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Double Convolution

  1. Feb 18, 2014 #1
    Let us write a convolution
    $$\int_{0}^{t} A(t-\tau) \mathrm{d}x(\tau)$$ as
    $$A \star \mathrm{d}x$$
    I would like to write down the expression for the double convolution
    $$A \star \mathrm{d}x \star \mathrm{d}x $$
    Following the definition I obtain
    $$ \int_{0}^{t} \int_{0} ^{t-\tau} A(t-\tau-s) \mathrm{d}x(s) \mathrm{d}x(\tau)$$
    Can this be given a more compact form, especially in reference to the upper limit of integration in the inner integral?
    I would like to perform the change of variable $$t-\tau = w$$ but unsure as to how to proceed, any hint would be the most appreciated, thanks
     
  2. jcsd
  3. Feb 22, 2014 #2

    Stephen Tashi

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    Explain what you mean by:

    Perhaps you are using some notation known in engineering. However, in the usual mathematical terminology, one convolves two functions and if that's what your talking about, the notation doesn't make it clear if you are using are two functions.

    For example if [itex] A() [/itex] is the function defined by [itex] A(r) = 3r^2 + r + 1 [/itex] then what does [itex] A * dx [/itex] mean? In particular what would [itex] dx(\tau) [/itex] be?
     
  4. Feb 25, 2014 #3
    Stephen,

    many thanks for your input.
    I am not using an engineering notation, whatever yo mean by that, I am simply writing the convolution down as a Stijeltes convolution (using Stjeltes instead of Riemann integration), as the notation is more compact.
    Under certain technical conditions which can definitely be assumed in the present case, one can write
    $$\int_0^{t} A(t-\tau) \frac{\mathrm{d}g}{\mathrm{d}\tau}\mathrm{d}\tau$$
    as
    $$\int_0^{t} A(t-\tau) \mathrm{d}g(\tau)$$
    (formally looking as a change of variable procedure)
    Many thanks again, I hope this clarifies and you will help me further.
     
  5. Feb 25, 2014 #4

    Stephen Tashi

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    Your notation needs some words to put it in context.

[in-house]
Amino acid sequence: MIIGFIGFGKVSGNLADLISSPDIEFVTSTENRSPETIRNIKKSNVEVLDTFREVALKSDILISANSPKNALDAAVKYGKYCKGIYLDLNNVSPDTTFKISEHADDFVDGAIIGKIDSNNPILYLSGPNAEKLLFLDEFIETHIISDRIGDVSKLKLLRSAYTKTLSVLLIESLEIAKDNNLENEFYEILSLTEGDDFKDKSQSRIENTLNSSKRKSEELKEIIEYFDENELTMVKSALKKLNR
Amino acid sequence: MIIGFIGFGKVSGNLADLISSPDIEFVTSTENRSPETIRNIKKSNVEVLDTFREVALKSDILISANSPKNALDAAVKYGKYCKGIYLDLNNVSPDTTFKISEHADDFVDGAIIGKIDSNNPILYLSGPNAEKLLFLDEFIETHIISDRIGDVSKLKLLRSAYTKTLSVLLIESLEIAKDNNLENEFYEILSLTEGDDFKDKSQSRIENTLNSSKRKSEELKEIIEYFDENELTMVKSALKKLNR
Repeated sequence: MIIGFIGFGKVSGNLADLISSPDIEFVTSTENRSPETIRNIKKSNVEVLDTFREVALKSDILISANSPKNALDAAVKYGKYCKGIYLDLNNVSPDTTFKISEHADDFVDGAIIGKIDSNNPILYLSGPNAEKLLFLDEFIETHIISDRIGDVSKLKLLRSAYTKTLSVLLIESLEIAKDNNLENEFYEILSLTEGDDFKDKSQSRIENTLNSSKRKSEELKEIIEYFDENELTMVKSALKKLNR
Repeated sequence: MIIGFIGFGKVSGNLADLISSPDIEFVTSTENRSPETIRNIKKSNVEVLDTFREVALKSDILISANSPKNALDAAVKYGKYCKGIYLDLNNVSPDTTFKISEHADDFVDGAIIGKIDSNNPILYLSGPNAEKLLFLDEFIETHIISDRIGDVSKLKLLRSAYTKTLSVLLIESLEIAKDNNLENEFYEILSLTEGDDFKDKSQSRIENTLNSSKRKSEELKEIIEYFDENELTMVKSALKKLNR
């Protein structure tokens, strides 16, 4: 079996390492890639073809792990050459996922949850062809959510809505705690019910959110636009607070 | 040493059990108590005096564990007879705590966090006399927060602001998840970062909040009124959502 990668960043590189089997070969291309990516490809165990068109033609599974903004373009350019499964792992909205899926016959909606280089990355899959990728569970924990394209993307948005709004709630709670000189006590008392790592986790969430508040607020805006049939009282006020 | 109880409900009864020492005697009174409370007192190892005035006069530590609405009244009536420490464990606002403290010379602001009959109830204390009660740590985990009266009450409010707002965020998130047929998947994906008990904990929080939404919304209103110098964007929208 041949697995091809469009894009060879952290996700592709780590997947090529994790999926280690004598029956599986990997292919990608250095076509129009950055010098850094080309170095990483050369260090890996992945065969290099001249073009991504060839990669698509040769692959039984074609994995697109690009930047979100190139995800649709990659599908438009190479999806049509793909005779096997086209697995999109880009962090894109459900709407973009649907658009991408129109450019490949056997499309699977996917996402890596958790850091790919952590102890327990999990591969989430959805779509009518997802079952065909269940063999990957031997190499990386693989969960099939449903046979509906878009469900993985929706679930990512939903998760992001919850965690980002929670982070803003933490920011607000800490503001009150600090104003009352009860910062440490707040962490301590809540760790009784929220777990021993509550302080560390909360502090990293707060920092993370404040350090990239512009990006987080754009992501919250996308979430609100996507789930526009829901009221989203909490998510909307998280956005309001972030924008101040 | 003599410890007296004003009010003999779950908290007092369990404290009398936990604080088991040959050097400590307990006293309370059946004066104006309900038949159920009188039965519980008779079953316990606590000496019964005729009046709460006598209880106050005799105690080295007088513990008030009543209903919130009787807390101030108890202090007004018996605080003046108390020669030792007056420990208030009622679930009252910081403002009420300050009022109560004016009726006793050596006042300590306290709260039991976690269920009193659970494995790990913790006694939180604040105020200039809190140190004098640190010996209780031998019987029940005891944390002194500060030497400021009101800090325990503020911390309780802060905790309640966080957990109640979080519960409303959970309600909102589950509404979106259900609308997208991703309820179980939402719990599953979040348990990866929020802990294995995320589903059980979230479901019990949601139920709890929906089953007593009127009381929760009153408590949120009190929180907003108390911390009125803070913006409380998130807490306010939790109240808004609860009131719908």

Which section of the wikipedia article on convolution http://en.wikipedia.org/wiki/Convolution refers to the type of convolution in your notation?
     
  6. Feb 25, 2014 #5
    Well, there is no mention in Wikipedia of Stjeltes convolutions (although they are very strongly related to the measure theory approach described in the Section "Measure"), would it help if I edited my question using Riemann integrals notation?
     
  7. Feb 25, 2014 #6

    Stephen Tashi

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    Science Advisor

    Does you question amount to "How do we do a change of variable in a Stieltjes integral?" I'm not an expert on that topic, but perhaps we can find expositions about how to do it.
     
  8. Feb 25, 2014 #7
    Stephen, you are right in pointing out that such notation is confusing. Let me then rephrase my question clearly:
    Let us denote a convolution
    $$\int_0^{t} A(t-\tau) x(\tau) \mathrm{d}\tau$$
    With the notation
    $$A \star x$$
    I would like to write down the expression for the double convolution
    $$A\star x \star x$$
    Following the definition I could write
    $$\int_{0}^{t} \int_0^{t-\tau} A(t-\tau-s) x(s)x(\tau)\mathrm{d}s \mathrm{d}\tau$$

    Or, exploiting the associativity property
    $$\int_0^{t} A(t-\tau) \int_{0}^{\tau} x(\tau-s)x(s)\mathrm{d}s \mathrm{d}\tau$$

    But I would like to write the double convolution using double integrals with the same limits of integration, how can I achieve that (especially in the first of the two expression I wrote down)?
    Many thanks
     
  9. Mar 14, 2014 #8
    If A(t) and x(t) have properties similar to probability CDFs, you could write the convolution integrals in symmetric form using indicator functions, eg $$\int\int I(t_1+t_2\le t)dA(t_1)dx(t_2)$$ - the three-way version should be fairly straight forward.
     
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